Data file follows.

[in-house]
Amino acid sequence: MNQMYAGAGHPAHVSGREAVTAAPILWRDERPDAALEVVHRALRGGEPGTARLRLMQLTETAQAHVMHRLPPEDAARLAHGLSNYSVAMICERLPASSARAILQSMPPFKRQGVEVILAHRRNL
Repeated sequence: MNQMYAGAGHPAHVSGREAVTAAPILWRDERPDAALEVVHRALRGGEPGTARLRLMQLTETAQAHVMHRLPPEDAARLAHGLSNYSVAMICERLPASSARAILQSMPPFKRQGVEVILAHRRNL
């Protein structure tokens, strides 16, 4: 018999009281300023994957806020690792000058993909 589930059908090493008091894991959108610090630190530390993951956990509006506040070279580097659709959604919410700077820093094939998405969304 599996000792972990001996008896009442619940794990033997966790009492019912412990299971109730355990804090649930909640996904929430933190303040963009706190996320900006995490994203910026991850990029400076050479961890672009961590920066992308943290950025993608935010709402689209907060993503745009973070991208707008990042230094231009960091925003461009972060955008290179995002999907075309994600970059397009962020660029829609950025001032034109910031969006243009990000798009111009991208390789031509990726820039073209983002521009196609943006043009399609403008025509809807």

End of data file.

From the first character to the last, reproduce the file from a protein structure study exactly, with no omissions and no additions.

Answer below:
[in-house]
Amino acid sequence: MNQMYAGAGHPAHVSGREAVTAAPILWRDERPDAALEVVHRALRGGEPGTARLRLMQLTETAQAHVMHRLPPEDAARLAHGLSNYSVAMICERLPASSARAILQSMPPFKRQGVEVILAHRRNL
Repeated sequence: MNQMYAGAGHPAHVSGREAVTAAPILWRDERPDAALEVVHRALRGGEPGTARLRLMQLTETAQAHVMHRLPPEDAARLAHGLSNYSVAMICERLPASSARAILQSMPPFKRQGVEVILAHRRNL
């Protein structure tokens, strides 16, 4: 018999009281300023994957806020690792000058993909 589930059908090493008091894991959108610090630190530390993951956990509006506040070279580097659709959604919410700077820093094939998405969304 599996000792972990001996008896009442619940794990033997966790009492019912412990299971109730355990804090649930909640996904929430933190303040963009706190996320900006995490994203910026991850990029400076050479961890672009961590920066992308943290950025993608935010709402689209907060993503745009973070991208707008990042230094231009960091925003461009972060955008290179995002999907075309994600970059397009962020660029829609950025001032034109910031969006243009990000798009111009991208390789031509990726820039073209983002521009196609943006043009399609403008025509809807």